Special neurons in the brain send out a burst of dopamine in both negative and positive situations. However, the exact way in which dopamine neurons are wired and connected to the brain center called the hippocampus remains controversial among neuroscientists. Knowing exactly how the neurotransmitter dopamine shapes memory and behavior in association with an event or the surrounding environment is important to better understand such conditions as post-traumatic stress syndrome.“We showed in mice that a special circuit in the hippocampus has flexibility in combining with environmental input to shape behavior during an experiment in which the mice learn to avoid an unpleasant experience,” Dani said. “This is the first time that we have been able to show, as proof of principle, that the dopamine circuitry is also involved in learning to avoid aversive situations. ”Prevailing QuestionsIn previous animal experiments, when mice experience an unexpected reward, for example discovering a tube in which they can obtain a sugar-water treat, a burst of dopamine is emitted in the brain. The debate among neuroscientists centers on whether the neurotransmitter only shapes behavior when an animal is receiving a positive reward or if the neurotransmitter is also involved in shaping the way an animal learns how to avoid an uncomfortable situation.The team found that if the mice encounter an negative stimuli, a subgroup of neurons fires and releases dopamine in conjunction with the aversive environmental input. They also showed that when the dopamine signal to the hippocampus is chemically blocked in the mice, it prevents them from learning to avoid the negative stimulus. However, if the dopamine signal is chemically boosted in the mice, they remember to avoid the aversive event longer.“The bottom line of our study is that dopamine plays a role in both conditions, and that dopamine enables mice to learn and remember to avoid the negative situation, in this case avoid a light foot shock in one room of a two-room enclosure.” Share on Facebook LinkedIn Share Pinterest Share on Twitter Email The brain chemical dopamine regulates how mice learn to avoid a disagreeable encounter, according to new research from the Perelman School of Medicine at the University of Pennsylvania.“We know that dopamine reinforces ‘rewarding’ behaviors, but to our surprise, we have now shown that situations that animals learn to avoid are also regulated by dopamine,” said senior author John Dani, PhD, chair of the department of Neuroscience.The team’s findings are published this month in Cell Reports.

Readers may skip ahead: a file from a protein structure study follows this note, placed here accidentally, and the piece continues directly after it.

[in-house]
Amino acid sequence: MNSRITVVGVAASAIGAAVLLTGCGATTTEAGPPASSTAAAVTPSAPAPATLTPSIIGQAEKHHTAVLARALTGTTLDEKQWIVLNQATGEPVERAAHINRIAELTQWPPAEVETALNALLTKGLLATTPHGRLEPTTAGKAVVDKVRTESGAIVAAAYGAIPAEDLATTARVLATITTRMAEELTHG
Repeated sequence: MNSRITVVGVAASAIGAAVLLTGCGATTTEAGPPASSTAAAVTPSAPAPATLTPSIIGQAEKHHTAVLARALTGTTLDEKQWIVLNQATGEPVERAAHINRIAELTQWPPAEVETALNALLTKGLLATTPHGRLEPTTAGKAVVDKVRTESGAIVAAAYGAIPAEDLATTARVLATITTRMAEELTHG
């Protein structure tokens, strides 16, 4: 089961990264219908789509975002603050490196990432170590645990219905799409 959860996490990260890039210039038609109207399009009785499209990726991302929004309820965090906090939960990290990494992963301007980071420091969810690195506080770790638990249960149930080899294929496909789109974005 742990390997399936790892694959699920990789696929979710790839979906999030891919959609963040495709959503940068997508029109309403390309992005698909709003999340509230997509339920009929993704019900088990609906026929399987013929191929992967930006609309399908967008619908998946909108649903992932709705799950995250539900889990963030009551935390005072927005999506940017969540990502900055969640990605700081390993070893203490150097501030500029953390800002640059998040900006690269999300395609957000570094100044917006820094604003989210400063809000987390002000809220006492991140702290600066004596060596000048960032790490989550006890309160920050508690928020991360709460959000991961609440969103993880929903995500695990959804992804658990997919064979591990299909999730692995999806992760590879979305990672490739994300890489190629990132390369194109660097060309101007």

LinkedIn For many, the holidays are indeed the most wonderful time of the year. Families and friends come together and enjoy food, good cheer – and, often, alcohol.Commercially speaking, alcohol and the holidays seem to be made for each other. Alcohol can be a quick and easy way to get into the spirit of celebration.And, it feels good. After two glasses of wine, the brain is activated through complex neurobiochemical processes that naturally release dopamine, a neurotransmitter of great importance. Share on Twitter After a period of abstinence from alcohol, which may last only hours, the drinker enters the Preoccupation-Anticipation Stage. This involves the prefrontal cortex, where executive decisions are made about whether or not to override the strong urges to drink. This part of the brain functions with a “Go system” and “Stop system.”When the Go circuits stimulate the habit-response system of the dorsal striatum, the drinker becomes impulsive with a craving and seeks a drink, perhaps even subconsciously. The Stop system can inhibit the activity of the Go system and is important especially preventing relapse after being triggered by stressful life events.Brain imaging studies show that binge drinking can disrupt the function in both the Go and Stop circuits. This interferes with proper decision making and behavioral inhibition. The drinker is both impulsive and compulsive.An illness that can be treatedThere is good news, as scientific evidence shows that this disorder can be treated.The FDA has approved three medications for treatment that should be offered whenever appropriate. There is well-supported scientific evidence that behavioral therapies can be effective treatment. This includes recovery support services, such as Alcoholic Anonymous.Most importantly, it is important to know that alcohol use disorder is a brain disorder causing a chronic illness. It is no different from diabetes, asthma or hypertension. When comprehensive continuing care is provided, the recovery results improve, and the binge drinker has the hope of remaining sober as long as lifelong treatment and maintenance of sobriety become a dedicated lifestyle choice.By Jamie Smolen, Associate Professor of Medicine, University of FloridaThis article is republished from The Conversation under a Creative Commons license. Read the original article. Pinterest Share on Facebook Share Email When the dopamine molecule locks on to its receptor located on the surface of a neuron, or basic brain cell, a “buzz” occurs. It is often desirably anticipated before the second glass is empty.As someone who has studied alcohol use disorder for over 15 years and who has treated thousands of patients who have it, I think it’s a major, yet often poorly understood, public health problem. Our culture seems to be moving beyond the point of labeling those with opioid addictions as “weak,” and I hope we can do the same for those with alcohol use disorder, too, which is more widespread than people may appreciate. Excessive drinking accounted for one in 10 deaths among working-age adults in the United States.There are those, however, who drink right past the buzz into intoxication and, often, into trouble. For them, the brain starts releasing the same enjoyable dopamine, no different than what happens in the casual drinker’s, but it doesn’t stop there. A compulsion to binge drink can result.Moving beyond judgmentAlthough alcohol can feel as though it is relieving stress, it contributes to 88,000 deaths in the United States each year. That is more than double the number of people killed by heroin and opioid prescription drug overdose, another major public health crisis, in 2014.In addition, more than 66.7 million Americans reported binge drinking in the past month in 2015, according to the recent report on addiction by the surgeon general.The consequences to the individual and the family are staggering, affecting physical and mental health, an increased spread of infectious disease, reduced quality of life, increased motor vehicle crashes and abuse and neglect of children, to mention a few.Scientific study of the brain has helped explain binge drinking even if it may be hard for family and friends to understand. It’s defined as drinking five or more drinks for men and four for women on the same occasion on at least one day in the past 30 days.Binge drinking is a medical condition. It happens through no fault of the individual, who is victimized by the comparative malfunction of the pleasure circuits in the brain. This causes the drinker to want more and more alcohol. Brains of binge drinkers have a disease, acknowledged by the American Medical Association since the 1950s, yet binge drinkers are often vilified.Americans typically want to know and are willing to make some lifestyle changes out of fear and common sense when it comes to diseases such as heart disease, obesity and cancer. We as a society are not quite at the same point with substance abuse disorders, but researchers are desperately trying to bring that same willingness for prevention and treatment to substance use disorders.Science understands the cause well enough to explain it and treat it so that lives can be saved and spared the devastating consequences for the millions who suffer with these conditions, their families and communities. This has become an urgent matter of national importance for scientists and medical practitioners.The three stages of addictionThe alcohol addiction process involves a three-stage cycle: Binge-Intoxication, Withdrawal-Negative Affect, and Preoccupation-Anticipation.It begins in the neurons, the basic type of brain cell. The brain has an estimated 86 billion of these cells, which communicate through chemical messengers called neurotransmitters.Neurons can organize in clusters and form networks or circuits in order to perform specific functions such as thinking, learning, emotions and memory. The addiction cycle disrupts the normal function of some of these networks in three areas of the brain – the basal ganglia, the extended amygdala and the prefrontal cortex.The disruptions do several things that contribute to continued drinking. They enable alcohol or drinking-associated triggers (cues) which lead to seeking alcohol. They also reduce the sensitivity of the brain systems, causing a diminished experience of pleasure or reward, and heighten activation of brain stress systems. Last, they reduce function of brain executive control systems, the part of the brain that typically helps make decisions and regulate one’s actions, emotions and impulses.These networks are critical for human survival. Unfortunately for the binge drinker, they become “hijacked,” and the bingeing continues even after the harmful effects have begun.Because binge drinkers’ brains feel intense pleasure from alcohol, there is a powerful motivation to binge drink again and again. What may begin as social binge drinking at parties for recreation can cause progressive neuro-adaptive changes in brain structure and function. The brain is no longer well enough to function normally. It’s getting sick. Continued partying can transition into a chronic and uncontrollable daily pattern of alcohol use. These maladaptive neurological changes can persist long after the alcohol use stops.Your brain on alcoholDuring the Binge-Intoxication Stage, a part of the brain called the basal ganglia rewards the drinker with pleasurable effects, releasing dopamine, the neurotransmitter responsible for the rewarding effects of alcohol and creating the desire for more.With continued bingeing, the “habit circuity” is repeatedly activated in another part of the basal ganglia called the dorsal striatum. It contributes to the compulsive seeking of more alcohol. This explains the intense desire (craving) which is triggered while a binge drinker is driving by a favorite bar and can’t resist pulling in, even after a promise to go directly home after work.During the Withdrawal-Negative Affect Stage, there is a break from drinking. Because the reward circuit has a diminished ability to deliver a dopamine reward, there is far less pleasure with natural (safe) experiences – such as food and sex – compared to alcohol.During abstinence from alcohol, stress neurotransmitters such as corticotropin-releasing factor (FRC) and dynorphin are released. These powerful neurochemicals cause negative emotional states associated with alcohol withdrawal. This drives the drinker back to alcohol in order to gain relief and attempt to reestablish the rewards of intoxication.Regions of the brain are affected differently by alcohol. (Surgeon General’s Report on Addiction)